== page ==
There are many methods to coffee brewing out there. Sure, you can weigh the coffee, preheat your chemex, use *exactly* 200 degree filtered water, and if you have a refined palate your coffee will probably taste a little better. If that’s not your thing though, there’s nothing wrong with that, we think coffee drinkers should just do what they enjoy most.
At Coffee Crate we believe you don’t have to be an expert to enjoy great coffee. So what’s the simple way that you and I can get this local goodness into our cup without a degree in Coffee Preparation?
All you REALLY need:
Your Coffee Crate. You get to experiment and try three new local coffee varieties every month. Our coffees come from roasters all over the state, with beans from all over the world. That’s 36 different coffees a year and a cup of day of brag-worthy beans!
A coffee brewing device. Want to impress? Use anything other than a standard coffee pot. Standard coffee pots continue to heat the coffee after its been brewed. Long story short, that doesn’t make for the best coffee.. A french press is nice because it’s easy to clean and you don’t always have to stock up on filters. A Chemex is nice because it makes for a lovely “clean” cup (the filters absorb the oils), and as a bonus, makes it look like you really know what you’re doing. There are many other ways to make coffee, but until you refine your taste, the difference in taste likely won’t be noticeable. We personally just stick with a French Press and Chemex. Sidenote: I recently shattered our Chemex. Fortunately, my brother-in-law was using his as a flower vase and happily gave it to us.
A grinder. Our beans come whole because you get the best cup of coffee if they are roasted and ground right before you brew a cup. Grinding the coffee makes the beans slowly lose their flavor, and we suggest grinding within ~2-3 weeks of the beans being roasted.. Grind your beans to the consistency of normal ground coffee. Look inside of a bag of ground coffee and see if you can make it look like that.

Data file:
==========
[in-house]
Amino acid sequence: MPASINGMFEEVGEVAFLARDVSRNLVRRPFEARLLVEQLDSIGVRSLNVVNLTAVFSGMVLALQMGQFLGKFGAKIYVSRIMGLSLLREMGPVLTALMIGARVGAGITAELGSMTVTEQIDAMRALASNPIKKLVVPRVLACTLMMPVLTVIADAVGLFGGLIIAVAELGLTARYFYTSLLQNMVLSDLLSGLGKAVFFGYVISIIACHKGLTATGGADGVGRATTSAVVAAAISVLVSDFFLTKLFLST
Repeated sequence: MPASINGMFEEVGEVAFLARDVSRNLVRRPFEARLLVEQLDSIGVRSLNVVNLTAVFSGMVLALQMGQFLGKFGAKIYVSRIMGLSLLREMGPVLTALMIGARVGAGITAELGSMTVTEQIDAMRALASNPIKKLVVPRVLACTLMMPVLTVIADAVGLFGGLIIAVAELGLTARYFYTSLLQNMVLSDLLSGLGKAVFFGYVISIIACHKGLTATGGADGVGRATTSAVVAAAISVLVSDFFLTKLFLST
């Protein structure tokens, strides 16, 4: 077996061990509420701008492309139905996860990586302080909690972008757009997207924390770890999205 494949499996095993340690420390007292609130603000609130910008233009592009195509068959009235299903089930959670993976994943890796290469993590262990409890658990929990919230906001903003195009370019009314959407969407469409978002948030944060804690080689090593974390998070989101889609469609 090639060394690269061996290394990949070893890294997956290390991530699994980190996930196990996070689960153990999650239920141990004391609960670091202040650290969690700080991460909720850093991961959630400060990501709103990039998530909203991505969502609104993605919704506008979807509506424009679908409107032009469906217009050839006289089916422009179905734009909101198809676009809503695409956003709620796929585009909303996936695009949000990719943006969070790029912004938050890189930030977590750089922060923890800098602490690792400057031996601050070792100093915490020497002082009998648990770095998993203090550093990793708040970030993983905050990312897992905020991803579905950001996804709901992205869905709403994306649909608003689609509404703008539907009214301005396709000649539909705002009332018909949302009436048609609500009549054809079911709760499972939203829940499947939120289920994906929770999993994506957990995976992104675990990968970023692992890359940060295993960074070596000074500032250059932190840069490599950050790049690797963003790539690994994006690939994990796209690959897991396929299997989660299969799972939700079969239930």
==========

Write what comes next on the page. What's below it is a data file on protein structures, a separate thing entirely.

Water. I use filtered water if my Brita is already full; if not,I use tap water. Some folks have really odd tasting tap water and should use filtered water for all consumption, including coffee. It may strongly affect the taste of your coffee.
Something that can bring water to a boil. We use a small pot.
Other helpful items: a big glass measuring cup (mine is a 2 cup pyrex) and a tablespoon
Really simple directions:
Scoop beans into coffee brewer of your choice
Remove water from boil and pour into measuring cup
How many tablespoons did you use? Okay. Multiple that by three. That’s how many ounces of water you’ll use. I normally end up with about 8 tablespoons for 24oz of coffee. (The professionals weigh their coffee, and use a ratio of 16 to 1. 16 fl oz of water to 1 oz of coffee)
Pour a little water in. Wait five seconds for good measure and slowly pour the rest in. If you want to get fancy, time the pour for 4 minutes. Poured too much, oh well, it will still taste good.
For a Chemex: stand there and wait. Then serve while its hot. Delicious.
For a French Press: turn on a timer for 4mins and when the timer is up proceed with the pressing and IMMEDIATELY pour the coffee into cups or a carafe. I usually end up pouring the extra into the measuring cup. I don’t plan that far ahead.
Another way to simplify your coffee drinking is to forgo the cream and sugar. Now that you’ve brewed coffee in a fancy device, you’re ready to enjoy! If you find that you’ve made too much coffee you can save it in the fridge for iced coffee later. See, there is NOTHING complicated about brewing coffee.
What I’ve learned through my coffee drinking and making is that I do want to learn all the fancy techniques and have all the devices. The reason is because I want to look cool, feel informed about my product, and experiment with the taste.
While we are all on our way to becoming coffee aficionados, we can still enjoy great coffee every morning. Start by using high quality beans and really simple brewing techniques. You can perfect your craft over time.